A man who had been writing a book underwent heart surgery at Oxford Radcliffe Hospitals NHS Trust, and afterwards his family struggled to get information on his condition from staff, some of whom spoke “very poor” English. They were later bluntly told he had “flatlined” and his distraught wife wanted to phone their sons. But when she returned to the ward she found that, against her express wishes, staff had switched off Mr C’s life-support system and he was dead. “We would have liked the opportunity to have the peace of mind of sitting with my father and praying for him,” his daughter said.
Meanwhile, Obama's unconfirmed NHS-loving CMMS head Dr. Donald Berwick is back in the news. The president has re-nominated him but his chances of confirmation are slim:
If he is not confirmed, he will have to leave the post at the end of the year. But Republicans are still angry over the recess appointment, and there's no sign any of them have changed their minds about him. Meanwhile, the GOP has bolstered its ranks in the Senate since last year.If we can't get rid of him until the end of the year, how about defunding his position?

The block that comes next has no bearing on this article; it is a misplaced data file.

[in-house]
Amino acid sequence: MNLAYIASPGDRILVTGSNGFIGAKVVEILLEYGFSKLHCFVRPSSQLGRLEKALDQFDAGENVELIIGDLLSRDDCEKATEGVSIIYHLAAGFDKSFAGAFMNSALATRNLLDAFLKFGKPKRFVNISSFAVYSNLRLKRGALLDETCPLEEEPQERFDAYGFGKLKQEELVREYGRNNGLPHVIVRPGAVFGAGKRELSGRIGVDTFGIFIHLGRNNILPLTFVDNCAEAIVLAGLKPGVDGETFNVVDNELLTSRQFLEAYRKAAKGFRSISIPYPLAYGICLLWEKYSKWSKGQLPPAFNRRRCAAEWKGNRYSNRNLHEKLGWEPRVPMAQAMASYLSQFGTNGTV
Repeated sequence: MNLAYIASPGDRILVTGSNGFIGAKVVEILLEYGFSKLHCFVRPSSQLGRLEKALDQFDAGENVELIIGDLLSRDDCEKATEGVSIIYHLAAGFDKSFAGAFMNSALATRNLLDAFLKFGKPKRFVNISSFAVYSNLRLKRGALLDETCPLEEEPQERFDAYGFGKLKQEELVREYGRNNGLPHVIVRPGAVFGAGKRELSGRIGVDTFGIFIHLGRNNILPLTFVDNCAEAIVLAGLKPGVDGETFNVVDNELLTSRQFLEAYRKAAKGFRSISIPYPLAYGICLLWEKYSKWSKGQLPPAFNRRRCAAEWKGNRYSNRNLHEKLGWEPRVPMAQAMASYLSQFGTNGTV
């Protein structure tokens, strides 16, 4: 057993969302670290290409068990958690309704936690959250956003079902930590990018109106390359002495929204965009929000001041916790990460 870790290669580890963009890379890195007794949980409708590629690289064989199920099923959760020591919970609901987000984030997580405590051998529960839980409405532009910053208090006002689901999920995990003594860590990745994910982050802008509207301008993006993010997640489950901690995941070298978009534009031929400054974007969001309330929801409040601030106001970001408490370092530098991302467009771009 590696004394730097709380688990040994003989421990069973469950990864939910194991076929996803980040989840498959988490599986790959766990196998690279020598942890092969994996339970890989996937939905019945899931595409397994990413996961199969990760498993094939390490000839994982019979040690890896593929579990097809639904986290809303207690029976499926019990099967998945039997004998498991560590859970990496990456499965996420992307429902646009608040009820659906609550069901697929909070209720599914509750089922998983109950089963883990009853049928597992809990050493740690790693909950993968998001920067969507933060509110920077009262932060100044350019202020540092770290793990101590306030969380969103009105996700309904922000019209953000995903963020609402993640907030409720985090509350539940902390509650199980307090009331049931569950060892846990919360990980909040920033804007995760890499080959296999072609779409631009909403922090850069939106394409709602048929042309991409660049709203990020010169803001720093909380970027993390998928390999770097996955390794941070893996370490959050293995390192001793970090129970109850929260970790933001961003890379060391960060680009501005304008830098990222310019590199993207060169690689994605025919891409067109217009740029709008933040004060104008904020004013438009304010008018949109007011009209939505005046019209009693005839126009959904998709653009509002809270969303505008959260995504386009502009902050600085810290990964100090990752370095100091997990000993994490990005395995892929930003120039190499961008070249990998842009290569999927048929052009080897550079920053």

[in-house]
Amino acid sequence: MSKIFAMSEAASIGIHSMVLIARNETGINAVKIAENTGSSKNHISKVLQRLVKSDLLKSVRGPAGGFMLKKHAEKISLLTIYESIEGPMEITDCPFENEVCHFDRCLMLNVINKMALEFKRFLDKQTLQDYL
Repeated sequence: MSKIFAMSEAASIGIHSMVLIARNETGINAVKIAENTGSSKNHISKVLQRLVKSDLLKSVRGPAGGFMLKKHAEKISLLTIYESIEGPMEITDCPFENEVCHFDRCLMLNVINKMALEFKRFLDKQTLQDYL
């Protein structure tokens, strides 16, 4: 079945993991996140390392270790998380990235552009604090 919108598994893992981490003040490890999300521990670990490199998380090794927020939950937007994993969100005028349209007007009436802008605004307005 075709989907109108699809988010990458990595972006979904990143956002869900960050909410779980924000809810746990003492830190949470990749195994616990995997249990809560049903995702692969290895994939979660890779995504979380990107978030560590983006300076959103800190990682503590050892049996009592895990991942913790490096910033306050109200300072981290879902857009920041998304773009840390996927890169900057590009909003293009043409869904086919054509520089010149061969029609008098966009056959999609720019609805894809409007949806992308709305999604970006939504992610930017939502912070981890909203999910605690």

Republicans objected to his previous statements in support of the British health system and the rationing of care, which Berwick says were taken out of context. More recently, they have been critical of his leadership at CMS.
The top Republican on the Finance Committee, Utah Sen. Orrin Hatch, said a confirmation hearing could be futile.
“I don’t really expect one to happen, but it could happen,” he told POLITICO. “I don’t think there’s the support for him, I’ll put it that way. So I question whether they should have a hearing. [It’s] a waste of the committee’s time.”